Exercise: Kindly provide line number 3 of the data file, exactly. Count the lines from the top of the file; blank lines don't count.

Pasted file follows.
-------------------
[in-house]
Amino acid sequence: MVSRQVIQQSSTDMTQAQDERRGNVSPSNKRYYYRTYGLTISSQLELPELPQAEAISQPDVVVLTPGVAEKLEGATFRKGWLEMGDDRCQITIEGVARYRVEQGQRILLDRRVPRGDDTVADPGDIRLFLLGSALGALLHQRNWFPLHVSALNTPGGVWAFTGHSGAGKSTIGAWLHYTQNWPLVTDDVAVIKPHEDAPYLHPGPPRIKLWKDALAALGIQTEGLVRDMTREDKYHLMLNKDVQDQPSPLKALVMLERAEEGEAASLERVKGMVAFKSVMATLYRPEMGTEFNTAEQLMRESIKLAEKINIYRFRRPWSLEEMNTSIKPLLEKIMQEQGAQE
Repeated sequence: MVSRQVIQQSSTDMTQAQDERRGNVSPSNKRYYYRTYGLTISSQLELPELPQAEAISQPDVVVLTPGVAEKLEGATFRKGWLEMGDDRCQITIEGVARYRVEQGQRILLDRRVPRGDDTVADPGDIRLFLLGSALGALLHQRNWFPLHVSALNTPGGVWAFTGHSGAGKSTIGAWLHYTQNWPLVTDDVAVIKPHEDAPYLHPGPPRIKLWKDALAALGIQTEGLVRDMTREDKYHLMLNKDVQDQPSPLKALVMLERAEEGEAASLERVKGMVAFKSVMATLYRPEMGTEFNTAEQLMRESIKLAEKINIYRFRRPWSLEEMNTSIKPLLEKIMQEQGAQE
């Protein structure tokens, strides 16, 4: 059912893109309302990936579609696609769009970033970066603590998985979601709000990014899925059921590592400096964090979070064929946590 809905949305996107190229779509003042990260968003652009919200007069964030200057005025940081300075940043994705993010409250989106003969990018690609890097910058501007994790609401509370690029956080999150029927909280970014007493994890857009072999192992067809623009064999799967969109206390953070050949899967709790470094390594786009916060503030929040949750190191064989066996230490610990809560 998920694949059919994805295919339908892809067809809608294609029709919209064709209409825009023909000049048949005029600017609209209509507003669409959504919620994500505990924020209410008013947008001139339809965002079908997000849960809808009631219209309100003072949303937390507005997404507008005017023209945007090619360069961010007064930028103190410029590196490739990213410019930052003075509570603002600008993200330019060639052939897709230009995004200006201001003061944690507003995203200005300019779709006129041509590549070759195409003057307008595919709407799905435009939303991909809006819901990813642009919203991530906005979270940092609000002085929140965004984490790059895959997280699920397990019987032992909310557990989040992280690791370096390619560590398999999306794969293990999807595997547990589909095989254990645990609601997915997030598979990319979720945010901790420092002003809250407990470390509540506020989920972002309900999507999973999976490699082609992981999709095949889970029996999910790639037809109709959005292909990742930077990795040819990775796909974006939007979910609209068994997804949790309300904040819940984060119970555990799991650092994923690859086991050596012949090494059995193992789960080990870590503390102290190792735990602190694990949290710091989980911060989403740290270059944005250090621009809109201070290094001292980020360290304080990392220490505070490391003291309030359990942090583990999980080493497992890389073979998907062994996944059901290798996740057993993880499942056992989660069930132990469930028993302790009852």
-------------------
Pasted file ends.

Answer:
Repeated sequence: MVSRQVIQQSSTDMTQAQDERRGNVSPSNKRYYYRTYGLTISSQLELPELPQAEAISQPDVVVLTPGVAEKLEGATFRKGWLEMGDDRCQITIEGVARYRVEQGQRILLDRRVPRGDDTVADPGDIRLFLLGSALGALLHQRNWFPLHVSALNTPGGVWAFTGHSGAGKSTIGAWLHYTQNWPLVTDDVAVIKPHEDAPYLHPGPPRIKLWKDALAALGIQTEGLVRDMTREDKYHLMLNKDVQDQPSPLKALVMLERAEEGEAASLERVKGMVAFKSVMATLYRPEMGTEFNTAEQLMRESIKLAEKINIYRFRRPWSLEEMNTSIKPLLEKIMQEQGAQE